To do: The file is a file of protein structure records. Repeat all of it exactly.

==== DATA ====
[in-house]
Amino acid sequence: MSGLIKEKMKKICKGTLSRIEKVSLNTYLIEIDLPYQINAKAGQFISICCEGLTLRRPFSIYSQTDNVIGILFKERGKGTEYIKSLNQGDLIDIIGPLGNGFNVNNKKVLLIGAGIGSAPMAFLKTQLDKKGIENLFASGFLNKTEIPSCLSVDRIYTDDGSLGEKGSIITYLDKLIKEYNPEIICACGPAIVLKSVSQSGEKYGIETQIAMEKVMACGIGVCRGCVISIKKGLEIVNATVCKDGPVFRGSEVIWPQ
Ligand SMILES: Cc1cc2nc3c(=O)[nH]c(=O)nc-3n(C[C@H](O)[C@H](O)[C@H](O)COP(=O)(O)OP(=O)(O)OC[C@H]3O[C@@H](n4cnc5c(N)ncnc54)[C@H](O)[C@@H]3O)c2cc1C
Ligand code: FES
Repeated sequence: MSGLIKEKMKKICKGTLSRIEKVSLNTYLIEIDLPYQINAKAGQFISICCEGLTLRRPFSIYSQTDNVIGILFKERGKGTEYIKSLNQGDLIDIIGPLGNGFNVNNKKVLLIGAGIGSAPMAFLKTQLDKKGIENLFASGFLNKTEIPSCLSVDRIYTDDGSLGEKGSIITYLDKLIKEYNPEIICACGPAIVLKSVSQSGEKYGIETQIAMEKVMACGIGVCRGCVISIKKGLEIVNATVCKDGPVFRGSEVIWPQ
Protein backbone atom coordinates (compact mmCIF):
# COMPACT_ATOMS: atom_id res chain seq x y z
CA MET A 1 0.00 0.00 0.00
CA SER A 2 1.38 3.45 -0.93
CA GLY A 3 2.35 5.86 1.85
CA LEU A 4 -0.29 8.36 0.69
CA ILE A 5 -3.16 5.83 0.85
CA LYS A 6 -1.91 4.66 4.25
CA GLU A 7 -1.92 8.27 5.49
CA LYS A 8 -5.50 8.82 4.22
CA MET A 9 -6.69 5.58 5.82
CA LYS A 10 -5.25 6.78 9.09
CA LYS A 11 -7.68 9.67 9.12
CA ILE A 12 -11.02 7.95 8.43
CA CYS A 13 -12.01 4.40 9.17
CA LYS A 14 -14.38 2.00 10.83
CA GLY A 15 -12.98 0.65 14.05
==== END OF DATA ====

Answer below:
[in-house]
Amino acid sequence: MSGLIKEKMKKICKGTLSRIEKVSLNTYLIEIDLPYQINAKAGQFISICCEGLTLRRPFSIYSQTDNVIGILFKERGKGTEYIKSLNQGDLIDIIGPLGNGFNVNNKKVLLIGAGIGSAPMAFLKTQLDKKGIENLFASGFLNKTEIPSCLSVDRIYTDDGSLGEKGSIITYLDKLIKEYNPEIICACGPAIVLKSVSQSGEKYGIETQIAMEKVMACGIGVCRGCVISIKKGLEIVNATVCKDGPVFRGSEVIWPQ
Ligand SMILES: Cc1cc2nc3c(=O)[nH]c(=O)nc-3n(C[C@H](O)[C@H](O)[C@H](O)COP(=O)(O)OP(=O)(O)OC[C@H]3O[C@@H](n4cnc5c(N)ncnc54)[C@H](O)[C@@H]3O)c2cc1C
Ligand code: FES
Repeated sequence: MSGLIKEKMKKICKGTLSRIEKVSLNTYLIEIDLPYQINAKAGQFISICCEGLTLRRPFSIYSQTDNVIGILFKERGKGTEYIKSLNQGDLIDIIGPLGNGFNVNNKKVLLIGAGIGSAPMAFLKTQLDKKGIENLFASGFLNKTEIPSCLSVDRIYTDDGSLGEKGSIITYLDKLIKEYNPEIICACGPAIVLKSVSQSGEKYGIETQIAMEKVMACGIGVCRGCVISIKKGLEIVNATVCKDGPVFRGSEVIWPQ
Protein backbone atom coordinates (compact mmCIF):
# COMPACT_ATOMS: atom_id res chain seq x y z
CA MET A 1 0.00 0.00 0.00
CA SER A 2 1.38 3.45 -0.93
CA GLY A 3 2.35 5.86 1.85
CA LEU A 4 -0.29 8.36 0.69
CA ILE A 5 -3.16 5.83 0.85
CA LYS A 6 -1.91 4.66 4.25
CA GLU A 7 -1.92 8.27 5.49
CA LYS A 8 -5.50 8.82 4.22
CA MET A 9 -6.69 5.58 5.82
CA LYS A 10 -5.25 6.78 9.09
CA LYS A 11 -7.68 9.67 9.12
CA ILE A 12 -11.02 7.95 8.43
CA CYS A 13 -12.01 4.40 9.17
CA LYS A 14 -14.38 2.00 10.83
CA GLY A 15 -12.98 0.65 14.05